Meaning of Work
Then there is the lesson of work. Following in the footsteps of Joseph helps us to appreciate the personal meaning of work. Nazareth home of the ‘Carpenter’s Son,’ restores our awareness of the nobility of work, Pope Paul said. “Work cannot be an end in itself,” he declared, “its freedom and its excellence derive, over and above its economic worth, from the value of those for whose sake it is undertaken.” When work is undertaken as an expression of love for our family, it fosters personal development and maturity; it promotes health of body and mind and deepens our capacity to love, by drawing the family closer together. It is as if Joseph is appealing to us through St. Paul: “I appeal to you … to present your bodies as a living sacrifice, holy and acceptable to God, which is your spiritual worship.”
Let us sum up all this by recalling the blessing of Pope John Paul II in his Letter to Families: “May the Holy Family, icon and model of every human family, help each individual to walk in the spirit of Nazareth. May it help each family unit to grow in understanding of its particular mission in society and the Church by hearing the word of God, by prayer and by fraternal sharing of life. May Mary, Mother of ‘Fairest Love,’ and Joseph, Guardian of he Redeemer, accompany us all with the constant protection. I bless every family in the name of the Most Holy Trinity, Father, Son and Holy Spirit.”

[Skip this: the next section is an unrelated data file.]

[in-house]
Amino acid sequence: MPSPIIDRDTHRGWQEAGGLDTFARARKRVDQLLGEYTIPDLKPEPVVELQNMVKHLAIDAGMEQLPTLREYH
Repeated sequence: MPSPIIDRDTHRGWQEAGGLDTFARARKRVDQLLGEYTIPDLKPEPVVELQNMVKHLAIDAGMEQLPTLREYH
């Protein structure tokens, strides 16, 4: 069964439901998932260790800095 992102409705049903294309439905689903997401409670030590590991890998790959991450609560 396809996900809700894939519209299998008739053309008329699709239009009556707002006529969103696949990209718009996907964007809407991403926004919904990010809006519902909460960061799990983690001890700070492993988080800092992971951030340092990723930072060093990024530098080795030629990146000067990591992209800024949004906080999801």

LIVES OF THE SAINTS

NOVEMBER 1
ALL SAINTS' DAY
This feast day grew out of the love and devotion of God's people. 

NOVEMBER 2
ALL SOULS' DAY
This feast day is one of the most loving celebrations in all the Church's liturgy. 

NOVEMBER 3
ST. MARTIN DE PORRES
St. Martin was born in Lima, Peru, in 1579.

NOVEMBER 4
ST. CHARLES BORROMEO

St. Charles lived in the sixteenth century. He was the son of a rich Italian count.